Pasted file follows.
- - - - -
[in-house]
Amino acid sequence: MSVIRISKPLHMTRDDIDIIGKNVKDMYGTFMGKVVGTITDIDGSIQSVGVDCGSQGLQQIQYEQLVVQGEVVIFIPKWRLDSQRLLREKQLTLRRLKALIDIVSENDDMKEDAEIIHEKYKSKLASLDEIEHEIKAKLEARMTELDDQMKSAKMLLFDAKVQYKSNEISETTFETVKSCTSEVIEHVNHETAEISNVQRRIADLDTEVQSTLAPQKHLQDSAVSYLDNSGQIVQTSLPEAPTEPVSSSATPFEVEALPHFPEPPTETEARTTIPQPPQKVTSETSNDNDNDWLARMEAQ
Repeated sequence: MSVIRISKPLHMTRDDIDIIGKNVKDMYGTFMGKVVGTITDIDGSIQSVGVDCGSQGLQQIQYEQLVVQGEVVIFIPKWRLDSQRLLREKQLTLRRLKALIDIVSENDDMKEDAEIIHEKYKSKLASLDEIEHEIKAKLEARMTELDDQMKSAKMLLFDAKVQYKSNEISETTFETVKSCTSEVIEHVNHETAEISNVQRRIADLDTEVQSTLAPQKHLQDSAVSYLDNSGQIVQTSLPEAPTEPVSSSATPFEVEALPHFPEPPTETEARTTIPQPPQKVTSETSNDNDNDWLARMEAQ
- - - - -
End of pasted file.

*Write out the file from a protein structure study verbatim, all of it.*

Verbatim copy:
[in-house]
Amino acid sequence: MSVIRISKPLHMTRDDIDIIGKNVKDMYGTFMGKVVGTITDIDGSIQSVGVDCGSQGLQQIQYEQLVVQGEVVIFIPKWRLDSQRLLREKQLTLRRLKALIDIVSENDDMKEDAEIIHEKYKSKLASLDEIEHEIKAKLEARMTELDDQMKSAKMLLFDAKVQYKSNEISETTFETVKSCTSEVIEHVNHETAEISNVQRRIADLDTEVQSTLAPQKHLQDSAVSYLDNSGQIVQTSLPEAPTEPVSSSATPFEVEALPHFPEPPTETEARTTIPQPPQKVTSETSNDNDNDWLARMEAQ
Repeated sequence: MSVIRISKPLHMTRDDIDIIGKNVKDMYGTFMGKVVGTITDIDGSIQSVGVDCGSQGLQQIQYEQLVVQGEVVIFIPKWRLDSQRLLREKQLTLRRLKALIDIVSENDDMKEDAEIIHEKYKSKLASLDEIEHEIKAKLEARMTELDDQMKSAKMLLFDAKVQYKSNEISETTFETVKSCTSEVIEHVNHETAEISNVQRRIADLDTEVQSTLAPQKHLQDSAVSYLDNSGQIVQTSLPEAPTEPVSSSATPFEVEALPHFPEPPTETEARTTIPQPPQKVTSETSNDNDNDWLARMEAQ